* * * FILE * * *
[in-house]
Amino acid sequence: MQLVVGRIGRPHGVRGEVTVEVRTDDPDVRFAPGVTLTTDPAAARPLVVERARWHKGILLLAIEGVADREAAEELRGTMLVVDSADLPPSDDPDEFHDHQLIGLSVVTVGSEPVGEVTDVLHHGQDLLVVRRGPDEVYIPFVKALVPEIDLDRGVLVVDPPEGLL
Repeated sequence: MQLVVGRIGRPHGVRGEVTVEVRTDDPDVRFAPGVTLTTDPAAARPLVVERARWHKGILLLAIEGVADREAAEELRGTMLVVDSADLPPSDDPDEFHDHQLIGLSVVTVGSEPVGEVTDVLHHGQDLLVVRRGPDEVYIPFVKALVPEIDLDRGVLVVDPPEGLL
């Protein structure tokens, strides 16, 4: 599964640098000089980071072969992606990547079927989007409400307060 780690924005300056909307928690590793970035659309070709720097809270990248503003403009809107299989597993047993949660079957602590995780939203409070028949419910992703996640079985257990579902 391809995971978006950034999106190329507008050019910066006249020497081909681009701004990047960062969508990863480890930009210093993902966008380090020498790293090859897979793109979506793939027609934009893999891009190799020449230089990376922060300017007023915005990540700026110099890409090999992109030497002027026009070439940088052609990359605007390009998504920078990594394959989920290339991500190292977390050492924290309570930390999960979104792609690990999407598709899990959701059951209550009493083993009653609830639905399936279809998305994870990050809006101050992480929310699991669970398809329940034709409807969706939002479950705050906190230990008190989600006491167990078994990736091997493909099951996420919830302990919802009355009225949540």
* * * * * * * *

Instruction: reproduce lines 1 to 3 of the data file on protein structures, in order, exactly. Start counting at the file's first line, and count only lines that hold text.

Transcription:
[in-house]
Amino acid sequence: MQLVVGRIGRPHGVRGEVTVEVRTDDPDVRFAPGVTLTTDPAAARPLVVERARWHKGILLLAIEGVADREAAEELRGTMLVVDSADLPPSDDPDEFHDHQLIGLSVVTVGSEPVGEVTDVLHHGQDLLVVRRGPDEVYIPFVKALVPEIDLDRGVLVVDPPEGLL
Repeated sequence: MQLVVGRIGRPHGVRGEVTVEVRTDDPDVRFAPGVTLTTDPAAARPLVVERARWHKGILLLAIEGVADREAAEELRGTMLVVDSADLPPSDDPDEFHDHQLIGLSVVTVGSEPVGEVTDVLHHGQDLLVVRRGPDEVYIPFVKALVPEIDLDRGVLVVDPPEGLL